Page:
Monday, May 28, 2007

Non-archaeological post: My history of Cars

Skip if you don't give a rip.

The first two cars I had anything to do with, I don't remember much about. I was born in Colorado Springs where my dad (Air Force) was stationed. He eventually was transferred to Truax near Madison (WI) and we drove back -- my mom was from Wisconsin -- in a pickup with a camper top on it. I remember nothing of this trip, although AS MY PARENTS CONSTANTLY REMINDED ME -- I kept climbing into the sink. We eventually ended up in a duplex in Sun Prairie (WI) and traded the truck in for some sort of green Chevy. I have only vague memories of this one also, being way too young to notice such things.

The first one I have a distinct memory about is the Catalina, which was a dark red 2-door probably much like this one, though I don't know what year it was:

We used to drive down to Alabama from Wisconsin every summer for vacation, and this is probably the first one that trip was made in. You really don't see too many of these around anymore, but that's one Family Car I wish we'd kept. even though it would probably be a tank. Incidentally, it was either this one or the green Chevy that I climbed into as a young lad and managed to put it into neutral and coast back down the driveway. Sheesh. My parent went nuts; meanwhile, I remember I was in the car desperately trying to put on the brakes but my little legs just couldn't do it (no power brakes/steering back then). I still occasionally have a mild nightmare about being in a car and the brakes don't really stop the car. Just goes to show what a little childhood trauma can do. . . .

Next, we traded the Catalina in for a '68 Buick Wildcat:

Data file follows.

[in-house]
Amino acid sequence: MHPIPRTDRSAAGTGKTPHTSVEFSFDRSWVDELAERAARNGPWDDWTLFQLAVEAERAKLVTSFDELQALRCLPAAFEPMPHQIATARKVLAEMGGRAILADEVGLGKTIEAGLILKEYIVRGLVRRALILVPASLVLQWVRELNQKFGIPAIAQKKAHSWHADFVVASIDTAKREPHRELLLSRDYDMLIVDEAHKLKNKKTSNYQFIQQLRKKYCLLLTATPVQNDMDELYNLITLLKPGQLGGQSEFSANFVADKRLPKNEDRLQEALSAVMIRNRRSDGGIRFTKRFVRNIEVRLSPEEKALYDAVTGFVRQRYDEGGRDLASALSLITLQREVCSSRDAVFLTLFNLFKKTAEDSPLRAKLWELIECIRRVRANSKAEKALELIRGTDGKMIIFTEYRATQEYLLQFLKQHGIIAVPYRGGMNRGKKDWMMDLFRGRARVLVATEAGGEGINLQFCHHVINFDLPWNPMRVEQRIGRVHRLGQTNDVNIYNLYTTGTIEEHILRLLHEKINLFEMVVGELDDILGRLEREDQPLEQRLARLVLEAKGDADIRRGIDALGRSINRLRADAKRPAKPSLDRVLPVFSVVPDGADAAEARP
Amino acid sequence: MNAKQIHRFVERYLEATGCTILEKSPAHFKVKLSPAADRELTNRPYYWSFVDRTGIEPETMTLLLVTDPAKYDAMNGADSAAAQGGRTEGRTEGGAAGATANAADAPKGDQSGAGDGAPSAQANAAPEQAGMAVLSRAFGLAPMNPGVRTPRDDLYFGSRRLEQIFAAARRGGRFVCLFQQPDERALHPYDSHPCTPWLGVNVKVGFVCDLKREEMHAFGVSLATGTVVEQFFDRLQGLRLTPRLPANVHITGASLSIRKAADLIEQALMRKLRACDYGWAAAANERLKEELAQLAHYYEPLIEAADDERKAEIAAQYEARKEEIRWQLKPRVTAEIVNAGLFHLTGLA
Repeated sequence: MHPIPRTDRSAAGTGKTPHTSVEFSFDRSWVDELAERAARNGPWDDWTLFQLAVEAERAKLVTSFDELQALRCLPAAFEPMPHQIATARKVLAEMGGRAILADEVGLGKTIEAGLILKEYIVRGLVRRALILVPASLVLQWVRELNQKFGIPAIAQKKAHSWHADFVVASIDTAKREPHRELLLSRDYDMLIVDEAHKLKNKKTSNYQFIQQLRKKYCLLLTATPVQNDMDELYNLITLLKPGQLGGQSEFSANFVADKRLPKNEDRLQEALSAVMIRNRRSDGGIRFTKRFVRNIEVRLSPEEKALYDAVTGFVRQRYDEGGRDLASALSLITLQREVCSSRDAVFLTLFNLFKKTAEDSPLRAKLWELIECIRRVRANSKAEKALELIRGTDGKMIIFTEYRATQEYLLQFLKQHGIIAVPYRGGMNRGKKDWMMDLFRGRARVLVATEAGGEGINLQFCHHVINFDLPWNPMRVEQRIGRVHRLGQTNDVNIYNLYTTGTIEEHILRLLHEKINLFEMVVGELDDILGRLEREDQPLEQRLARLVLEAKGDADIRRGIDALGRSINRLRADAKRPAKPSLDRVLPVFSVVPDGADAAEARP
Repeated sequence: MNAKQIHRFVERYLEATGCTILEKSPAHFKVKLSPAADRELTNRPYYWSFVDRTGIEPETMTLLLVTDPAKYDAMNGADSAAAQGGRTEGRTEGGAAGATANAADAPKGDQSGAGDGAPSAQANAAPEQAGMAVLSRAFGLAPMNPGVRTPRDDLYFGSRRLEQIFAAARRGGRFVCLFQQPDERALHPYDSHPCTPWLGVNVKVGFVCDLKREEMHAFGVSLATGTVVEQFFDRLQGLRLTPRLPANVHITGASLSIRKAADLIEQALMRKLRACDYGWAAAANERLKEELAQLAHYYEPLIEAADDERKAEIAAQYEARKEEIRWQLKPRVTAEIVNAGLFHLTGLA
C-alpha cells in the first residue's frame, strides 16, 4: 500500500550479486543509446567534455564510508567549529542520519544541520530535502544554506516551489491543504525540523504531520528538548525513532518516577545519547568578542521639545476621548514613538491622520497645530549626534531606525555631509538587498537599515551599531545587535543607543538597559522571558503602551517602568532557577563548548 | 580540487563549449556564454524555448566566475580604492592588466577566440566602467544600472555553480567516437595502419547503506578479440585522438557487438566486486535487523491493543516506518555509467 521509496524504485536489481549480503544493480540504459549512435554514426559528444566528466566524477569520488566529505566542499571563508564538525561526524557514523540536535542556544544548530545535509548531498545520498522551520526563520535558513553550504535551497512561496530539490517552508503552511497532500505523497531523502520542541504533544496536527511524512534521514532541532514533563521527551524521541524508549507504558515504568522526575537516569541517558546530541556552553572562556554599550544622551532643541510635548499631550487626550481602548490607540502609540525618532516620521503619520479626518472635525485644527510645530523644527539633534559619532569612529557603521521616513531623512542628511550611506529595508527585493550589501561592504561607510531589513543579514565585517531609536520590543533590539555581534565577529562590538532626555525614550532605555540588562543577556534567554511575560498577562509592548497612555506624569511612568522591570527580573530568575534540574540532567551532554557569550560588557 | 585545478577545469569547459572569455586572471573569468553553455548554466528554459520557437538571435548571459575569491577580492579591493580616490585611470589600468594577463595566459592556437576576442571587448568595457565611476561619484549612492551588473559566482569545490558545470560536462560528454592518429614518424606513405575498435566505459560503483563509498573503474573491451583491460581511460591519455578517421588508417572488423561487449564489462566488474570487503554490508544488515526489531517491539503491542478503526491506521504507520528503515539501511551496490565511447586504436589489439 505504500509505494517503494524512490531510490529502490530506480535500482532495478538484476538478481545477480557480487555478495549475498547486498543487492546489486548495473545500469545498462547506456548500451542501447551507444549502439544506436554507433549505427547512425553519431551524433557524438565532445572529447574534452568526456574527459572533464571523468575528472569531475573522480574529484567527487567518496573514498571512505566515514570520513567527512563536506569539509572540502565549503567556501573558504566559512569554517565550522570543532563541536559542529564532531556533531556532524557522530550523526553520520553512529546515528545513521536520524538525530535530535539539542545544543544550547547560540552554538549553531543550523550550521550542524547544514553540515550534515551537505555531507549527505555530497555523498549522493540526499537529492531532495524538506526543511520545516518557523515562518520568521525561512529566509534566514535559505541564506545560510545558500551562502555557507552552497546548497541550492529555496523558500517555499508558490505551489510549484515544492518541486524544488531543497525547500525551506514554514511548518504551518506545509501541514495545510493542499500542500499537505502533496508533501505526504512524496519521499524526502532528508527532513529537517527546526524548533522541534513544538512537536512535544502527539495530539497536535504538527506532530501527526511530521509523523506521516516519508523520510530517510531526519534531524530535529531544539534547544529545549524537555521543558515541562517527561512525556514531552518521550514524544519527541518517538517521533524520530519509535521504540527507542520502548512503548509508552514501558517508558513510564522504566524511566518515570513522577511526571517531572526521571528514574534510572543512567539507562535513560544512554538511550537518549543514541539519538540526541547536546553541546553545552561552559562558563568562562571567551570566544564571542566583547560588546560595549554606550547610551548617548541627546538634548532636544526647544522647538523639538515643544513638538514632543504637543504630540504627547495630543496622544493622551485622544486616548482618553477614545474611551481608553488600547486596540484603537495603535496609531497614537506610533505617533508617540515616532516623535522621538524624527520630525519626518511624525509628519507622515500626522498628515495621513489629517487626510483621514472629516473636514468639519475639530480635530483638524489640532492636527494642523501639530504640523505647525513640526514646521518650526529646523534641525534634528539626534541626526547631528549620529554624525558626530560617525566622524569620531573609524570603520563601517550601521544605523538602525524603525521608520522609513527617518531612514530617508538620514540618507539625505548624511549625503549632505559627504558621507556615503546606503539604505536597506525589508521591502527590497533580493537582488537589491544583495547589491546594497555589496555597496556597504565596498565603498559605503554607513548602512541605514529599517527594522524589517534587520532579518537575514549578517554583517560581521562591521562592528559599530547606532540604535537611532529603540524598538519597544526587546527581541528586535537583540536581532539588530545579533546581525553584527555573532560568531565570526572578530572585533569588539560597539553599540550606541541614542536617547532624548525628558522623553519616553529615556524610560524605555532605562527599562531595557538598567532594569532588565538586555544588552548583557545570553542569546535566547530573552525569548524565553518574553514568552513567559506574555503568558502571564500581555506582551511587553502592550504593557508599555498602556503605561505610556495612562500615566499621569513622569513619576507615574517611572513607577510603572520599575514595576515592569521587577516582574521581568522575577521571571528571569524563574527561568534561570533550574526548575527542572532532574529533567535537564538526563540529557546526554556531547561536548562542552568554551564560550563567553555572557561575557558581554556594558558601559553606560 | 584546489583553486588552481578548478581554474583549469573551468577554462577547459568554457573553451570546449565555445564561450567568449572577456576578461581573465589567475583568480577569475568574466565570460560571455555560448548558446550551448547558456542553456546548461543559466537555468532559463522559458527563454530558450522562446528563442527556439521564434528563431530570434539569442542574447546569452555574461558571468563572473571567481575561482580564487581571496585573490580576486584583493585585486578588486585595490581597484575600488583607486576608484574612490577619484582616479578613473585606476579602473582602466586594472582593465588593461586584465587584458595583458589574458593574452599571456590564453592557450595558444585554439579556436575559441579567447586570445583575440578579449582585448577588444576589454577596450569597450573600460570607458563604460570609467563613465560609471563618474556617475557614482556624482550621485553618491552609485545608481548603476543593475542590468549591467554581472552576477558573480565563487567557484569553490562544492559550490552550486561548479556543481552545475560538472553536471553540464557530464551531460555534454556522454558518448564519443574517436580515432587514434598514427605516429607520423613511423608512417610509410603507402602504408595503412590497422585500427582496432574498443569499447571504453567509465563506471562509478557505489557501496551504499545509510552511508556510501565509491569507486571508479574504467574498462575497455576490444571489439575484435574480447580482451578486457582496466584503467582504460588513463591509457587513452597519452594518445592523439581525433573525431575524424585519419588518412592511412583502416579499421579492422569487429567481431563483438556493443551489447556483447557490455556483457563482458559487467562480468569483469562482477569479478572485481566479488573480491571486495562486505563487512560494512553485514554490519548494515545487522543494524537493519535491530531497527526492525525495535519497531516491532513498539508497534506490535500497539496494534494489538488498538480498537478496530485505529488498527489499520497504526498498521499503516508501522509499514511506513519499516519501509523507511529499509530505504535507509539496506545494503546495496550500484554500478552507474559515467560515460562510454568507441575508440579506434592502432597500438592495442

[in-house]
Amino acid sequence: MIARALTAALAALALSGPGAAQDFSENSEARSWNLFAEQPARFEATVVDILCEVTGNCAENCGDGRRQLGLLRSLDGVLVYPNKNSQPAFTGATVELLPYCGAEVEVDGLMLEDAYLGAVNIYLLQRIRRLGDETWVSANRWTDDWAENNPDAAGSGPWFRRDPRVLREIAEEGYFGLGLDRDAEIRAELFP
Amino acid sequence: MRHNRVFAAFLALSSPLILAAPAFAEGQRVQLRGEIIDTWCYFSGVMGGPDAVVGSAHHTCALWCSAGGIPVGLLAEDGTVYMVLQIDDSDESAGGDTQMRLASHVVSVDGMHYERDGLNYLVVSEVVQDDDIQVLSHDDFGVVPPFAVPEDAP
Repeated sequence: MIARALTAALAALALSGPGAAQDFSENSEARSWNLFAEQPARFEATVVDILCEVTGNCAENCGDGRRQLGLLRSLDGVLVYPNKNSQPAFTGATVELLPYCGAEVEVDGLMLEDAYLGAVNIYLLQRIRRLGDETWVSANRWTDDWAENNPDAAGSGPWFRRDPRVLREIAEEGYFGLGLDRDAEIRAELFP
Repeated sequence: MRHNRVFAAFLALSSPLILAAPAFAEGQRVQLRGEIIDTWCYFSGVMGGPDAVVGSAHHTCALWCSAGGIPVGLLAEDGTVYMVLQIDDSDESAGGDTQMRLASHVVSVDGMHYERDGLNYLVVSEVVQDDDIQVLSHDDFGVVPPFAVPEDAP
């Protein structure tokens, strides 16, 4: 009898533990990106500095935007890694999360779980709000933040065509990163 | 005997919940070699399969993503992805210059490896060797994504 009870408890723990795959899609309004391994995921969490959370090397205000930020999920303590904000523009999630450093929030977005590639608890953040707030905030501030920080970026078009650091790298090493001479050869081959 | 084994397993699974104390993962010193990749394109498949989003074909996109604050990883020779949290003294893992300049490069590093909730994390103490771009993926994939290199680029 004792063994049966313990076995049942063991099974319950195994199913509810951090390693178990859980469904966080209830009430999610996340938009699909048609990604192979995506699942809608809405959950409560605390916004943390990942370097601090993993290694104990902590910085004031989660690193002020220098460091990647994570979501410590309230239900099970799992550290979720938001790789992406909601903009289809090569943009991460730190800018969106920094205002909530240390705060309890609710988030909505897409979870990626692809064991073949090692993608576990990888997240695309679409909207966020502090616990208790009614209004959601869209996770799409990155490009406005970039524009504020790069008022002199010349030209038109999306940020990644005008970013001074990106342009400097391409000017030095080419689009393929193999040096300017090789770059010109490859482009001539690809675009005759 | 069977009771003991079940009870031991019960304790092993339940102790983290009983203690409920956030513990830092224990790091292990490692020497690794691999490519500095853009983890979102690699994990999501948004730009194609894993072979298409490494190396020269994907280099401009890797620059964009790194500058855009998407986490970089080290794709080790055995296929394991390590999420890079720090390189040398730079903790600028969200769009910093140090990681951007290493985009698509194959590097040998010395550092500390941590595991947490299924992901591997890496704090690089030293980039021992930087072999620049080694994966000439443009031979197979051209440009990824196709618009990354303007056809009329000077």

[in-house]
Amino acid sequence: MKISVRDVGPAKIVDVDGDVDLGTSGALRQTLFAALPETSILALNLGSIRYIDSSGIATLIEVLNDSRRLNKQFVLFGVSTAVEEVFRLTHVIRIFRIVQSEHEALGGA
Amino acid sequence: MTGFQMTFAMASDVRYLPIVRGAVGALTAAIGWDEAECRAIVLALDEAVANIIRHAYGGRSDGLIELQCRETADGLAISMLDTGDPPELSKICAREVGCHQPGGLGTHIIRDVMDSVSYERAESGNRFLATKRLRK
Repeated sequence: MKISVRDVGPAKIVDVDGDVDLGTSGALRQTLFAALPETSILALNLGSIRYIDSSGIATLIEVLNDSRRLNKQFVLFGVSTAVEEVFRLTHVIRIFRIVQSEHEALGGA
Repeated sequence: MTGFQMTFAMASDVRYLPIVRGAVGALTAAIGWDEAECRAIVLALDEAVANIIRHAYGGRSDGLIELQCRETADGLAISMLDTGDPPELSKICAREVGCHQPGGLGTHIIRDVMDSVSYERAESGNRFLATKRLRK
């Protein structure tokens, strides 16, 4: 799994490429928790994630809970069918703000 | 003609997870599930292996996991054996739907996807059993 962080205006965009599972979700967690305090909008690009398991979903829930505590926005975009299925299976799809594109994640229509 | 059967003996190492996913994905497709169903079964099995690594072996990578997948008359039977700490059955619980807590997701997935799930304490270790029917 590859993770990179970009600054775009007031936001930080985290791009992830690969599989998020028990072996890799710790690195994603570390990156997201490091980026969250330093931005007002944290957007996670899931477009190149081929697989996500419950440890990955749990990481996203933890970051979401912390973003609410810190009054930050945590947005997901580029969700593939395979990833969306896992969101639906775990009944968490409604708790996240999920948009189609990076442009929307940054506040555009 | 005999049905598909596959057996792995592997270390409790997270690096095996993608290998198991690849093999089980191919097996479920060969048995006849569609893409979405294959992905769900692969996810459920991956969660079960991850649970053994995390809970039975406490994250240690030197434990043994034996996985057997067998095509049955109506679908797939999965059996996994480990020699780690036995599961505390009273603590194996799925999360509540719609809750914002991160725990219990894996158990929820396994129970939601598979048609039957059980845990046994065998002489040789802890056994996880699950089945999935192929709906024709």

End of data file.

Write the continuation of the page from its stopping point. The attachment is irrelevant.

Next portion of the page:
Ours was a green 4-door. Yeah, there's a pattern here: GM loyalists. To this day, my mother has never owned a non-GM car. They didn't hate other manufacturers, they just wouldn't buy anything else. This one definitely took a few trips to Alabama and I still have clear memories of driving over endless flat straight roads in Indiana listening to the radio and being bored and hot.

Next up: A 1975 Buick Century, the prototypical Family Car. No pics of this one really available. Let me state this clearly and unambigously: I HATED THIS CAR. It was a pukey green with green PAISLEY interior. Also, one of the first V6's, and it showed it. Totally typical crap 1970s car. I think the engine was a 231 and was woefully inadequate for such a heavy car. Supposedly, it was a pretty good engine, but this one had all sorts of problems. When I drove it out to Seattle, it started dying about 10 minutes after starting cold, and then it would flood itself. So very often I'd let it die (once at a busy intersection) and then have to sit and let it dry out before it would start again. Although once it died when I went to visit my then-housemate's Christmas tree lot and while I waited I sold some trees and made like $30.